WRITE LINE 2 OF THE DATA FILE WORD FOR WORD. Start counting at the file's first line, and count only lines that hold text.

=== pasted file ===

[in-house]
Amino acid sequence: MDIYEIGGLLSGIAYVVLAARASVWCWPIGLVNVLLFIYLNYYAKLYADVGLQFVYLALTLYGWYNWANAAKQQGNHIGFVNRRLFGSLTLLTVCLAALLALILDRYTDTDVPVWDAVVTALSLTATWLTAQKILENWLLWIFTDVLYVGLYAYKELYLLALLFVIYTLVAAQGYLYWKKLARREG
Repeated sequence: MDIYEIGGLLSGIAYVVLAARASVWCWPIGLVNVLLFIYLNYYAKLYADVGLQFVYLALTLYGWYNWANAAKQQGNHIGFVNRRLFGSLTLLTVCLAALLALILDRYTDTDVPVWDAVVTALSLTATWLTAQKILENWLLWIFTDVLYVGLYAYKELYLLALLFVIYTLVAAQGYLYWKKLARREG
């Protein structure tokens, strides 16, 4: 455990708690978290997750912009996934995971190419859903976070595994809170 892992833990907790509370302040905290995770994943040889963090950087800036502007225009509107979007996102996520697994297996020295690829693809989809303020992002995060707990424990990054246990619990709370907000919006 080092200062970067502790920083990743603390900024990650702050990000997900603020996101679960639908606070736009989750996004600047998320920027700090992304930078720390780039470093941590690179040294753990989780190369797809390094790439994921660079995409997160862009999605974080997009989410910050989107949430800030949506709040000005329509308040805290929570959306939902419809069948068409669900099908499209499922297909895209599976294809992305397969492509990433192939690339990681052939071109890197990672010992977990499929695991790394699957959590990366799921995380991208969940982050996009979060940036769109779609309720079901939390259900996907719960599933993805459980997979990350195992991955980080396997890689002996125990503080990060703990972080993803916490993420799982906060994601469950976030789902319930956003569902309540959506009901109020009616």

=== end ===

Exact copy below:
Amino acid sequence: MDIYEIGGLLSGIAYVVLAARASVWCWPIGLVNVLLFIYLNYYAKLYADVGLQFVYLALTLYGWYNWANAAKQQGNHIGFVNRRLFGSLTLLTVCLAALLALILDRYTDTDVPVWDAVVTALSLTATWLTAQKILENWLLWIFTDVLYVGLYAYKELYLLALLFVIYTLVAAQGYLYWKKLARREG